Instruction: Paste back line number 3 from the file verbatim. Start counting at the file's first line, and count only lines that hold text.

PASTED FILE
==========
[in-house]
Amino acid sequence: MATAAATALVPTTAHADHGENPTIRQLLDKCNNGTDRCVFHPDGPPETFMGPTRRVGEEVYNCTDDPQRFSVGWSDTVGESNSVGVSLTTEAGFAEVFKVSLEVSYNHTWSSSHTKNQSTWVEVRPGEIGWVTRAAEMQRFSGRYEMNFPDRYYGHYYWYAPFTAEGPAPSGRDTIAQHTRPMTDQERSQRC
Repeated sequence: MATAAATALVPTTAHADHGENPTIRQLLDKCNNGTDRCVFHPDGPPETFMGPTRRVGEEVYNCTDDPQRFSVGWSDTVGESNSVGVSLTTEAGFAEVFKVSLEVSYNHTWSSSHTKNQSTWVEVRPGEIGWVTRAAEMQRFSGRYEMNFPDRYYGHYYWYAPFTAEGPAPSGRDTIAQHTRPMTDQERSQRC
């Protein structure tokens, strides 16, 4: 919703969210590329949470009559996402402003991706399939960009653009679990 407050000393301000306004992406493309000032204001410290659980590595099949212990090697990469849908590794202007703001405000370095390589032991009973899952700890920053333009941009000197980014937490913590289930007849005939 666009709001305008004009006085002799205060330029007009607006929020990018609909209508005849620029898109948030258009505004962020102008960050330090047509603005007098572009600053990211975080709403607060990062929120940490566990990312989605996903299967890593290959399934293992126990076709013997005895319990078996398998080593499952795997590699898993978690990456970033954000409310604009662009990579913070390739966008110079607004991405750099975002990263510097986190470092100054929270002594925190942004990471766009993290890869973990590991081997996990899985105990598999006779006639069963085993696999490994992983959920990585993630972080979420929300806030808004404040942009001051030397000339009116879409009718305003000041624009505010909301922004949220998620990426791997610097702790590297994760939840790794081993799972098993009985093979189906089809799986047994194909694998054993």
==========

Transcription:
Repeated sequence: MATAAATALVPTTAHADHGENPTIRQLLDKCNNGTDRCVFHPDGPPETFMGPTRRVGEEVYNCTDDPQRFSVGWSDTVGESNSVGVSLTTEAGFAEVFKVSLEVSYNHTWSSSHTKNQSTWVEVRPGEIGWVTRAAEMQRFSGRYEMNFPDRYYGHYYWYAPFTAEGPAPSGRDTIAQHTRPMTDQERSQRC